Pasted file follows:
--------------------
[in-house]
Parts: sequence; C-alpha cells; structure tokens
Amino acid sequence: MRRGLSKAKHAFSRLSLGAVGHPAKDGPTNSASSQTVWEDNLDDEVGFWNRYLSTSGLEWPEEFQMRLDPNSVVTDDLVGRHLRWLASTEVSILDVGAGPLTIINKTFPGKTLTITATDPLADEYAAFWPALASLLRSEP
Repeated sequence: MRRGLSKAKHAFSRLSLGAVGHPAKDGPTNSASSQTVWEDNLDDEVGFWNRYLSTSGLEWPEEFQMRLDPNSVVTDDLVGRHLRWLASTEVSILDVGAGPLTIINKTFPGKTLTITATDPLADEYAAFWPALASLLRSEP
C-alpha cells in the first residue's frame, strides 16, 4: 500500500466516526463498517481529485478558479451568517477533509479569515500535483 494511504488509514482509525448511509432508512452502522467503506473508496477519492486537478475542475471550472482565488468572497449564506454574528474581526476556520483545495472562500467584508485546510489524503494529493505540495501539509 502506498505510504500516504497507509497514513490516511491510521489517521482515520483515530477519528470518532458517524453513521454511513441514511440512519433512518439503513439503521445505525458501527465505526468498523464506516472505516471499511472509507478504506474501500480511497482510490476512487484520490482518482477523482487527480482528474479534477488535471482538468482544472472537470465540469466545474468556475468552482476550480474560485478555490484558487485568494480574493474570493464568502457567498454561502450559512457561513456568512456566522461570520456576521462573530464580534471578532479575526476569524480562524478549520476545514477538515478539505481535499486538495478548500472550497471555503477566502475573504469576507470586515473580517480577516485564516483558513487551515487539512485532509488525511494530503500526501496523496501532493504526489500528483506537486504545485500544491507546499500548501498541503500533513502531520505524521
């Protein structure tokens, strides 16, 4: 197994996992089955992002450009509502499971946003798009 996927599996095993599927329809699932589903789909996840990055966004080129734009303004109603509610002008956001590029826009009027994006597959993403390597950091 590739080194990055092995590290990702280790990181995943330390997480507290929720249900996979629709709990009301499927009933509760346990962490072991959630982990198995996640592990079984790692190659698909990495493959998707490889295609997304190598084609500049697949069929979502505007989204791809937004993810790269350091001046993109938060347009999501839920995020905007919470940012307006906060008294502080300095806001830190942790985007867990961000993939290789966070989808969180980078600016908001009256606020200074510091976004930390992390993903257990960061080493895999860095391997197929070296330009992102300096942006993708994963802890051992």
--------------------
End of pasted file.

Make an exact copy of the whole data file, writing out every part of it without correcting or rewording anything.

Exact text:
[in-house]
Parts: sequence; C-alpha cells; structure tokens
Amino acid sequence: MRRGLSKAKHAFSRLSLGAVGHPAKDGPTNSASSQTVWEDNLDDEVGFWNRYLSTSGLEWPEEFQMRLDPNSVVTDDLVGRHLRWLASTEVSILDVGAGPLTIINKTFPGKTLTITATDPLADEYAAFWPALASLLRSEP
Repeated sequence: MRRGLSKAKHAFSRLSLGAVGHPAKDGPTNSASSQTVWEDNLDDEVGFWNRYLSTSGLEWPEEFQMRLDPNSVVTDDLVGRHLRWLASTEVSILDVGAGPLTIINKTFPGKTLTITATDPLADEYAAFWPALASLLRSEP
C-alpha cells in the first residue's frame, strides 16, 4: 500500500466516526463498517481529485478558479451568517477533509479569515500535483 494511504488509514482509525448511509432508512452502522467503506473508496477519492486537478475542475471550472482565488468572497449564506454574528474581526476556520483545495472562500467584508485546510489524503494529493505540495501539509 502506498505510504500516504497507509497514513490516511491510521489517521482515520483515530477519528470518532458517524453513521454511513441514511440512519433512518439503513439503521445505525458501527465505526468498523464506516472505516471499511472509507478504506474501500480511497482510490476512487484520490482518482477523482487527480482528474479534477488535471482538468482544472472537470465540469466545474468556475468552482476550480474560485478555490484558487485568494480574493474570493464568502457567498454561502450559512457561513456568512456566522461570520456576521462573530464580534471578532479575526476569524480562524478549520476545514477538515478539505481535499486538495478548500472550497471555503477566502475573504469576507470586515473580517480577516485564516483558513487551515487539512485532509488525511494530503500526501496523496501532493504526489500528483506537486504545485500544491507546499500548501498541503500533513502531520505524521
């Protein structure tokens, strides 16, 4: 197994996992089955992002450009509502499971946003798009 996927599996095993599927329809699932589903789909996840990055966004080129734009303004109603509610002008956001590029826009009027994006597959993403390597950091 590739080194990055092995590290990702280790990181995943330390997480507290929720249900996979629709709990009301499927009933509760346990962490072991959630982990198995996640592990079984790692190659698909990495493959998707490889295609997304190598084609500049697949069929979502505007989204791809937004993810790269350091001046993109938060347009999501839920995020905007919470940012307006906060008294502080300095806001830190942790985007867990961000993939290789966070989808969180980078600016908001009256606020200074510091976004930390992390993903257990960061080493895999860095391997197929070296330009992102300096942006993708994963802890051992």